Saturday, October 31, 2009

Sam Meas for Congress

I just had a neat opportunity to get to know Sam Meas over breakfast and coffee at the Owl Diner. Mr. Meas is a Haverhill-based Republican who is running for a seat here in the 5th Congressional District election in 2010.

We spoke about a wide range of policy topics, to include: his detailed plan for a forgiveness period for undocumented immigrants, which would be followed by heightened border security/restrictions as well as tougher laws against employers of undocumented immigrants and crackdowns against visa overstays; his plan to create stronger incentives for prospective nurses and doctors to work for VA hospitals (it's basically a modified, civilianized ROTC-type program); party identity and the dangers created by a lack of viable opposition; and the need for greater political participation from within the Khmer community.

As an unenrolled voter, I want to emphasize that at no point did Mr. Meas blame either party for any of the nation or the state's ills; however, he is very passionate about the problem created by a one-party system in which party leaders and insiders decide who will run for offices, and then the voters lack real power to determine the outcome.

Mr. Meas, the first Cambodian-American Congressional candidate in U.S. history, also spoke about his twin goals of "education and engagement" for segments of the population that are currently not represented in local government.

This link will take you to his website, which will soon be revamped to include more detailed policy information.


Shannon said...

Hi Greg,
Wow, after reading his page it sounds like he's got a good head on his shoulders, wish we had such a candidate in AZ, did he happen to give the main points of his forgiveness period plan? That sounds interesting.

The New Englander said...

Shannon, thanks for the support! I am going to be working quite a bit with Sam over the next year in support of his candidacy so I'm definitely not neutral on this subject...the basic idea of his plan is that we must FIRST find a way to address the fact that there are many undocumented immigrants living in this country, some for many years running and all in the shadows.

We have to solve this in a practical and humanitarian way. Trying to round everyone up and turn neighbor against neighbor in some type of Orwellian nightmare is NOT it...instead, there needs to be a way to recognize these people, bring them forward, and put them on a path to legal residency. This would come over a lengthy period and would require certain things on the part of the applicant, to include a large processing fee.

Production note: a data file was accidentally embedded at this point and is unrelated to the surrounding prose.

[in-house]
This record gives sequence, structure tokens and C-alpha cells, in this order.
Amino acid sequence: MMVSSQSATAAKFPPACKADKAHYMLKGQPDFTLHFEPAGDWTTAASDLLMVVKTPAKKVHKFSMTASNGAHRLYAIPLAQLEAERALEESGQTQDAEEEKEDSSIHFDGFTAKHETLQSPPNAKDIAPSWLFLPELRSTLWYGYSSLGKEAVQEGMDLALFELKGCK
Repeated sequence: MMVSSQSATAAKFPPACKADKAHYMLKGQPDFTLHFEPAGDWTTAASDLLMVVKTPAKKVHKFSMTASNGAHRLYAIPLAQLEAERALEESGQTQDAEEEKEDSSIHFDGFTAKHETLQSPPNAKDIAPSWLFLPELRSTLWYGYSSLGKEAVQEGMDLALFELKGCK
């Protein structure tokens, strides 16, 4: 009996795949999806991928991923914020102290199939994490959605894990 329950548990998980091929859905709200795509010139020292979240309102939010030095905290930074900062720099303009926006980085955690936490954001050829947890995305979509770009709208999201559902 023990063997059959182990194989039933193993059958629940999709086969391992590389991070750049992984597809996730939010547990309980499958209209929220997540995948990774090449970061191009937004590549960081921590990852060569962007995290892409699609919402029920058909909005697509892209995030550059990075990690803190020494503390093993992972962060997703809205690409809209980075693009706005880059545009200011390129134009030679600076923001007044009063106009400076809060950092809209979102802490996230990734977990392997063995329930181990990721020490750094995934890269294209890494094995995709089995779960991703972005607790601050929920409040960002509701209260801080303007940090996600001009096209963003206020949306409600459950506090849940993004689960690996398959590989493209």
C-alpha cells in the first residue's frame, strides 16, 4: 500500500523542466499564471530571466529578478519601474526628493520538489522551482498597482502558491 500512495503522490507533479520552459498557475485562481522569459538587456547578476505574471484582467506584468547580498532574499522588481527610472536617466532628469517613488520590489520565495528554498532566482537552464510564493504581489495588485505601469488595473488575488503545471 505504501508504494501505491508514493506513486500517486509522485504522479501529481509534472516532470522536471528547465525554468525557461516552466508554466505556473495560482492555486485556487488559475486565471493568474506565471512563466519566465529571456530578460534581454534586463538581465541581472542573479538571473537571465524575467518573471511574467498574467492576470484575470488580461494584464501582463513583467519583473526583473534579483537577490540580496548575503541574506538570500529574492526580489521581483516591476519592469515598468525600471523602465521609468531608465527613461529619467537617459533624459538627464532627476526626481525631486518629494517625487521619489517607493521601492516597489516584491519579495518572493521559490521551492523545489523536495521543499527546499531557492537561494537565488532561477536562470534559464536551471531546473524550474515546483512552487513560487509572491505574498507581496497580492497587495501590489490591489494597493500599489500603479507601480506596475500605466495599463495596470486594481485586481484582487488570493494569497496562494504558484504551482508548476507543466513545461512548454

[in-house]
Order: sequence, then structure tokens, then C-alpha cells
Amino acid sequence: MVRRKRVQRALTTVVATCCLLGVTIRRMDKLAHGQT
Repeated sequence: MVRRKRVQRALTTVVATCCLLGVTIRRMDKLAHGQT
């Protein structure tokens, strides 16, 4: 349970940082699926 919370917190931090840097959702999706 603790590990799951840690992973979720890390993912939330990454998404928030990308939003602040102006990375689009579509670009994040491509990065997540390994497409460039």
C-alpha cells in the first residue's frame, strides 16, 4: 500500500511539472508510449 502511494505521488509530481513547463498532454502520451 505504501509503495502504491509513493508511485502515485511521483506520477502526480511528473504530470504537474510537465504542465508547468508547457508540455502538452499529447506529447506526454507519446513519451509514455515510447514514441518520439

Once this has been accomplished, the government needs to address the problems that create this situation in the first place. The first is much tighter enforcement of visa overstays. Others include better border security and SERIOUS fines against employers who hire undocumented workers.

I think his plan can appeal to those who fall to the left of the aisle or the right. To a moderate like me, it makes a lot of sense --I definitely believe that undocumented immigrants make tons of contributions to our society, and the right thing to do in regards to those already here is to bring them out of the shadows and put them on the path towards legal residency.

Shannon said...

Nice, I like that he is proactive about the people that are already here. I don't want anyone to be treated like they are an infestation and just picked up and shipped off.
The people here do need to be documented so that they can move forward with their lives and so can everyone else.

Responsibilities on the applicant are a good idea. I would want them to do all of the studies that were required of legal immigrants. What happens if the applicant can not pay the processing fee? I have a feeling that would be a large issue. Do the undocumented immigrants have a certain amount of time to come forward and complete their citizenship? After that time, what action is taken?

One of Tucson's Chief border patrol agents was recently interviewed on a radio talk show. Since it is one of your big subjects, I thought you might want to hear it? Here is the link if you get a chance.


The New Englander said...


Thanks for sending the link..I know the way this issue is experienced in Arizona is quite different from, say, Massachusetts.

You're right that the $$$ for the processing would be a major burden on most undocumented workers or on folks who overstay their visas. And that enforcing the time limitations/rules would be tough..

Either way the main thing I support is the general idea that we need to a) find a way to bring people out of the shadows, and b) once we've done that, we need to address the systemic factors that create the situation we're now dealing with. That just seems like the most humane way forward..